If you work on RF circuits–even if you aren’t a ham radio operator–you ought to have a dummy load. A dummy load is a non-radiative “antenna” with known impedance that you can use to test your RF circuit without radiating. For radio work, you usually just need a 50-ohm resistor that is non-inductive (at least at the frequencies you are interested in) and that can dissipate the amount of power you’ll expect it to handle (at least for a short time). [VO1PWF] wanted a dummy load and built his own.
The Cantenna (not the Pringle’s kind; see left) was a famous dummy load design when Heathkit was in business. It was a single carbon rod immersed in a paint can full transformer oil (which we now know was full of dangerous PCBs; and we don’t mean printed circuit boards). [VO1PWF’s] design is a little more practical, using some resistors in parallel (20 1K resistors), a plastic pipe housing, and mineral oil to keep it all cool.
The reason for the parallel resistors is to maximize the power handling capability. The resistors are 3W units, so the dummy load–in theory–can handle 60 watts. Often, high power resistors are wire wound and thus have a good bit of parasitic inductance that makes the dummy load reactive (not a good thing since that makes the load impedance vary by frequency). They do make non-inductive wire wound resistors, but these aren’t truly non-inductive. The wire winds in two different directions, so the inductance tends to cancel out. We wouldn’t trust them to be a pure resistance in a high-power dummy load design.
There were three things we noticed about the project, though. We’d have matched the resistors since even a small difference in value (or even a little difference in the solder joints) will cause the lowest value resistor to take much more current than the others. For example, if all the resistors were actually 1K except for one that was 5% low (950 ohms), the low resistor will dissipate almost 3.15 watts.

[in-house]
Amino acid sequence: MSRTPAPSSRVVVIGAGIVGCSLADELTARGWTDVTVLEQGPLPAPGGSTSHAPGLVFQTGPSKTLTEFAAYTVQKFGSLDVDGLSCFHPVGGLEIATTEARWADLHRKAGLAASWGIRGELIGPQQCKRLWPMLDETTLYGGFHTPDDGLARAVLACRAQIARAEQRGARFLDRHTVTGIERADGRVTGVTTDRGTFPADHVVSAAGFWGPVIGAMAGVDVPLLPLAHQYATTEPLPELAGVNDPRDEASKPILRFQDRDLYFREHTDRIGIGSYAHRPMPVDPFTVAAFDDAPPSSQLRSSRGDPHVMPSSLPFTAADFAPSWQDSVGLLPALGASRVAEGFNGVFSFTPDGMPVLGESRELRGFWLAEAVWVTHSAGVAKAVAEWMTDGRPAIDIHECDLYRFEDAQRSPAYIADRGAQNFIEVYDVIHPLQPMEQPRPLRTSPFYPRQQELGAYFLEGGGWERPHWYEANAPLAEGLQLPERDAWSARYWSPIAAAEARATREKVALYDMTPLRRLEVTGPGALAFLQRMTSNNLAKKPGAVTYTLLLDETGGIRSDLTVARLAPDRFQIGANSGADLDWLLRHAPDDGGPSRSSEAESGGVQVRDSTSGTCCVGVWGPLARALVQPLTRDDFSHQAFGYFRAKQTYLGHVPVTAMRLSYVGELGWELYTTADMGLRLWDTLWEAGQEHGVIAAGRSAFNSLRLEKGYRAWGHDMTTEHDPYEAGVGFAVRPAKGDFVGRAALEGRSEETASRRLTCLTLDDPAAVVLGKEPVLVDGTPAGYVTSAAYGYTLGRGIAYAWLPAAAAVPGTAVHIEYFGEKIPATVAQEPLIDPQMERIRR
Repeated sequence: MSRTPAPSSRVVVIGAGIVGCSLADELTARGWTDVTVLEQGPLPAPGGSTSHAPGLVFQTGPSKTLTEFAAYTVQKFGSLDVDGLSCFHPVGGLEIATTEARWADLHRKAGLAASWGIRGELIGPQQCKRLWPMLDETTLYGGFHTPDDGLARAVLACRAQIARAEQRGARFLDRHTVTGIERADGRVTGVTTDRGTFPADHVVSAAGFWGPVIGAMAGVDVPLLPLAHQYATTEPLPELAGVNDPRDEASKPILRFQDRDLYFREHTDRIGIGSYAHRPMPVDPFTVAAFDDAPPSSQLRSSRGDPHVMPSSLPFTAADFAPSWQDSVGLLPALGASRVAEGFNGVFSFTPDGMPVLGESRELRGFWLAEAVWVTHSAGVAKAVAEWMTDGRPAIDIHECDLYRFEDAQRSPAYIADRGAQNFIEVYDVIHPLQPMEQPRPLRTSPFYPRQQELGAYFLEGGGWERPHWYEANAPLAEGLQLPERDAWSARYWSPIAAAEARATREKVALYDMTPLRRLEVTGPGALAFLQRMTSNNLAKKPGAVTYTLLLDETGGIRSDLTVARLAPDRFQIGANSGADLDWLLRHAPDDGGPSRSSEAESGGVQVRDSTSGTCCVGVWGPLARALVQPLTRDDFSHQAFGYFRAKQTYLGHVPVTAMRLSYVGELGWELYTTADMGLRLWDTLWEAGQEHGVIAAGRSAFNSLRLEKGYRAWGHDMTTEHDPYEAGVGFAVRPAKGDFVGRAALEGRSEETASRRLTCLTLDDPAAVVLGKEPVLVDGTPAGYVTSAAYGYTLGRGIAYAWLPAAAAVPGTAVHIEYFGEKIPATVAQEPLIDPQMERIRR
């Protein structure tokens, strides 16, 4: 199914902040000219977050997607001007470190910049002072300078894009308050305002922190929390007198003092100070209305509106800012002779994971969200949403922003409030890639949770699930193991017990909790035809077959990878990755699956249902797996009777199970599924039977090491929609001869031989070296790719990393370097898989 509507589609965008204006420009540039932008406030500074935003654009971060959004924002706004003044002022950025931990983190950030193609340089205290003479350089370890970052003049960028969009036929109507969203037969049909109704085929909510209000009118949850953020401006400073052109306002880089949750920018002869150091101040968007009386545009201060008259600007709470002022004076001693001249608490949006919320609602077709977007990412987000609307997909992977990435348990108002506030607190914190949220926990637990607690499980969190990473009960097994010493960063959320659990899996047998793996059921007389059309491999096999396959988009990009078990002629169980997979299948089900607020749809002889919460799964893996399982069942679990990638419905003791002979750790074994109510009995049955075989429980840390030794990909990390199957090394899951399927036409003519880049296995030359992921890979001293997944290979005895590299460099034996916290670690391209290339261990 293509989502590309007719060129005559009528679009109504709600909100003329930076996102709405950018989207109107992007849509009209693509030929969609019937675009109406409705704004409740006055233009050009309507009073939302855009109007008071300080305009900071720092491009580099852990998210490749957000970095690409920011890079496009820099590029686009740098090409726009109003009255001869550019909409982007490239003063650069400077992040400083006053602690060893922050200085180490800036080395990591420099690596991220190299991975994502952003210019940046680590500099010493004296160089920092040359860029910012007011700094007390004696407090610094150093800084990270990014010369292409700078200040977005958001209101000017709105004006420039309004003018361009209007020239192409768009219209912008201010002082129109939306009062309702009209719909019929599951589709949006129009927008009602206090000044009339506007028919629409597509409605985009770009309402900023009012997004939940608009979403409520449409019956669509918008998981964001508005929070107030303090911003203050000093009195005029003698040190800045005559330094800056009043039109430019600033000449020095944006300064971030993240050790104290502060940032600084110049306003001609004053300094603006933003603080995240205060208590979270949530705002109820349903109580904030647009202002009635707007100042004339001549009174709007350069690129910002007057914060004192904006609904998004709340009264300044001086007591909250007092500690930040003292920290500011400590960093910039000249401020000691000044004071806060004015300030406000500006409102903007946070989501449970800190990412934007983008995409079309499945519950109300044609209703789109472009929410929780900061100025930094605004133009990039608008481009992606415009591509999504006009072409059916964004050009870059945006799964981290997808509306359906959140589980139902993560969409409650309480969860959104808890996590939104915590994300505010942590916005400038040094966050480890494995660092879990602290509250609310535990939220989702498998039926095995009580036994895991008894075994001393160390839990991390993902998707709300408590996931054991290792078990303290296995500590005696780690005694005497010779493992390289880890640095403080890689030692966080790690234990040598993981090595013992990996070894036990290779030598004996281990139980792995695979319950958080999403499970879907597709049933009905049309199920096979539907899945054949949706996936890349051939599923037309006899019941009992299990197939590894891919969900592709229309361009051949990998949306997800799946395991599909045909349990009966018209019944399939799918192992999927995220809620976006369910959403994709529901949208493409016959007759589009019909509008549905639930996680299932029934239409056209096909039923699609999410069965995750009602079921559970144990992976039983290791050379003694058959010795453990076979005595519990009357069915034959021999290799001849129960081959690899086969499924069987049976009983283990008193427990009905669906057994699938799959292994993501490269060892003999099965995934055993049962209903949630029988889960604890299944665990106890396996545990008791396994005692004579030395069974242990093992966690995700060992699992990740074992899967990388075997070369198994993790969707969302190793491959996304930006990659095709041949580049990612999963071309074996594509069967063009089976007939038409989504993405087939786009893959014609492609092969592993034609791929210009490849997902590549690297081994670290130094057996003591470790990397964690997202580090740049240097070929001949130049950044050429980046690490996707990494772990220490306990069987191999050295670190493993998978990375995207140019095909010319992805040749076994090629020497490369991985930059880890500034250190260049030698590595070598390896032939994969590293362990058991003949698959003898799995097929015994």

The situation gets worse if the rest were all 5% high, and this is a typical situation since many manufacturers sort out precise values for higher tolerances; in a batch of 5% resistors, none are likely to be within 1% of the nominal value because if they were, they’d have been marked as 1% resistors. Increase the spread (with 10% resistors, for example) and it gets even worse. In practice, you’d probably want to derate the resistors so that by design they stay well below their maximum design power to make the circuit more forgiving of tolerance and differences in wiring. Also, for short durations, it isn’t like the resistors will explode if they slightly exceed their power ratings. However, it probably isn’t wise to try to run the full 60W into this load for any length of time.
The solder job was neat and fairly short. That’s the second thing we noticed: over a Cantenna, the wiring is going to add parasitic reactance and make the dummy load less useful at some high frequency. It would be interesting to know where that frequency is. The bus wire is pretty thick, but using something even larger (like the PCB material in the video below) might increase the useful frequency.
The final thing we wondered about was using ABS for the case. Even with a Cantenna, there are famous stories about operators working DX (long distance) while accidentally hooked to a dummy load and nonetheless getting through. And the Cantenna was in a metal case. We expect that a dummy load in PVC would radiate a lot more. And while this is still better than using an antenna, and electrically this isn’t a problem, we’d love to see some test measurements of the radiated power.
We see quite a few dummy loads that are programmable loads for LED drivers, for example. However, we don’t see many high-power noninductive loads suitable for use with a radio. The video below shows a similar design with a metal can and thicker bus bars that is closer to the old Heathkit design, although it still uses multiple resistors.
Cantenna photo: By [Gerry Ashton]. CC-BY-SA-3.0 via Wikimedia Commons